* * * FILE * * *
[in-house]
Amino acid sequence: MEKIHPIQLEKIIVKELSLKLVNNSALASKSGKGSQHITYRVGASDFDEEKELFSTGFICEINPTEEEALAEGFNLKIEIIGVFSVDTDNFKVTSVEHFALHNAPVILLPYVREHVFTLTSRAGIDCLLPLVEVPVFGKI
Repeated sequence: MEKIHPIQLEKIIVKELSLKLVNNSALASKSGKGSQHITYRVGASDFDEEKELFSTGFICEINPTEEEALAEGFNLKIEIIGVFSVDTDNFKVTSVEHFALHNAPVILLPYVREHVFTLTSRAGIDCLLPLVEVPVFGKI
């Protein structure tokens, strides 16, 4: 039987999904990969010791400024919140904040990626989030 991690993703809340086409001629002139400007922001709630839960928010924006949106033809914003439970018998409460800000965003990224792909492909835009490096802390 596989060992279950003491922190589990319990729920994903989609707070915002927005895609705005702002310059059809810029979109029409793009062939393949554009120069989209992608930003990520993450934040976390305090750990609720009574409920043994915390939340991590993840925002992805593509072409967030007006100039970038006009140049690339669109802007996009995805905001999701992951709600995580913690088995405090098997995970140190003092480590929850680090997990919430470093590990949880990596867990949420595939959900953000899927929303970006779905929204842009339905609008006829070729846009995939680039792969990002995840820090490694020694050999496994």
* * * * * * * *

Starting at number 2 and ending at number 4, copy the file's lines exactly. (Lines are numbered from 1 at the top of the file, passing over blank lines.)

Amino acid sequence: MEKIHPIQLEKIIVKELSLKLVNNSALASKSGKGSQHITYRVGASDFDEEKELFSTGFICEINPTEEEALAEGFNLKIEIIGVFSVDTDNFKVTSVEHFALHNAPVILLPYVREHVFTLTSRAGIDCLLPLVEVPVFGKI
Repeated sequence: MEKIHPIQLEKIIVKELSLKLVNNSALASKSGKGSQHITYRVGASDFDEEKELFSTGFICEINPTEEEALAEGFNLKIEIIGVFSVDTDNFKVTSVEHFALHNAPVILLPYVREHVFTLTSRAGIDCLLPLVEVPVFGKI
């Protein structure tokens, strides 16, 4: 039987999904990969010791400024919140904040990626989030 991690993703809340086409001629002139400007922001709630839960928010924006949106033809914003439970018998409460800000965003990224792909492909835009490096802390 596989060992279950003491922190589990319990729920994903989609707070915002927005895609705005702002310059059809810029979109029409793009062939393949554009120069989209992608930003990520993450934040976390305090750990609720009574409920043994915390939340991590993840925002992805593509072409967030007006100039970038006009140049690339669109802007996009995805905001999701992951709600995580913690088995405090098997995970140190003092480590929850680090997990919430470093590990949880990596867990949420595939959900953000899927929303970006779905929204842009339905609008006829070729846009995939680039792969990002995840820090490694020694050999496994």